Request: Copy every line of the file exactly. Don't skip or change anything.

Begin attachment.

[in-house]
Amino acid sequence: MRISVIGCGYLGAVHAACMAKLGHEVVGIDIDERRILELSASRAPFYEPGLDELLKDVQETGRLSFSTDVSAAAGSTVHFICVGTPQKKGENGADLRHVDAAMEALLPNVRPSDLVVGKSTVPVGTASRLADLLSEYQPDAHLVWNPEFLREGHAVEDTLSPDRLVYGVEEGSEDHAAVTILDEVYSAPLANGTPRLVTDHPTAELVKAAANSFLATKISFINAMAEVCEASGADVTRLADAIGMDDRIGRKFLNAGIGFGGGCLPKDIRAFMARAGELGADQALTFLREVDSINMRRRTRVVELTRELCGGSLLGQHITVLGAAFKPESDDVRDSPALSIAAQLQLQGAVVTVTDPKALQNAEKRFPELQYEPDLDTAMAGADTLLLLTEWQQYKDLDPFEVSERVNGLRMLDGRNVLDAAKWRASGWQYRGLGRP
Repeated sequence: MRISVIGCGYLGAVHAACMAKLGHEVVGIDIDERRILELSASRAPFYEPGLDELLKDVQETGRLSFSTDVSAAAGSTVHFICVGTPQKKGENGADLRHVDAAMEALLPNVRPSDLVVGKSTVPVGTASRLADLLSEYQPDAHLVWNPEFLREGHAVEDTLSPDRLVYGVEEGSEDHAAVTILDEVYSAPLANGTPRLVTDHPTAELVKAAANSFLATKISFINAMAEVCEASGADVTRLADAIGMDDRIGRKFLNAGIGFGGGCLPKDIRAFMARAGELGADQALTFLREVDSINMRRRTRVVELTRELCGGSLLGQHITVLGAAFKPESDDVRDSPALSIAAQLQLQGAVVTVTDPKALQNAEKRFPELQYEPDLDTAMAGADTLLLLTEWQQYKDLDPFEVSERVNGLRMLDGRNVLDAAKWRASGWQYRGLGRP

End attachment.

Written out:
[in-house]
Amino acid sequence: MRISVIGCGYLGAVHAACMAKLGHEVVGIDIDERRILELSASRAPFYEPGLDELLKDVQETGRLSFSTDVSAAAGSTVHFICVGTPQKKGENGADLRHVDAAMEALLPNVRPSDLVVGKSTVPVGTASRLADLLSEYQPDAHLVWNPEFLREGHAVEDTLSPDRLVYGVEEGSEDHAAVTILDEVYSAPLANGTPRLVTDHPTAELVKAAANSFLATKISFINAMAEVCEASGADVTRLADAIGMDDRIGRKFLNAGIGFGGGCLPKDIRAFMARAGELGADQALTFLREVDSINMRRRTRVVELTRELCGGSLLGQHITVLGAAFKPESDDVRDSPALSIAAQLQLQGAVVTVTDPKALQNAEKRFPELQYEPDLDTAMAGADTLLLLTEWQQYKDLDPFEVSERVNGLRMLDGRNVLDAAKWRASGWQYRGLGRP
Repeated sequence: MRISVIGCGYLGAVHAACMAKLGHEVVGIDIDERRILELSASRAPFYEPGLDELLKDVQETGRLSFSTDVSAAAGSTVHFICVGTPQKKGENGADLRHVDAAMEALLPNVRPSDLVVGKSTVPVGTASRLADLLSEYQPDAHLVWNPEFLREGHAVEDTLSPDRLVYGVEEGSEDHAAVTILDEVYSAPLANGTPRLVTDHPTAELVKAAANSFLATKISFINAMAEVCEASGADVTRLADAIGMDDRIGRKFLNAGIGFGGGCLPKDIRAFMARAGELGADQALTFLREVDSINMRRRTRVVELTRELCGGSLLGQHITVLGAAFKPESDDVRDSPALSIAAQLQLQGAVVTVTDPKALQNAEKRFPELQYEPDLDTAMAGADTLLLLTEWQQYKDLDPFEVSERVNGLRMLDGRNVLDAAKWRASGWQYRGLGRP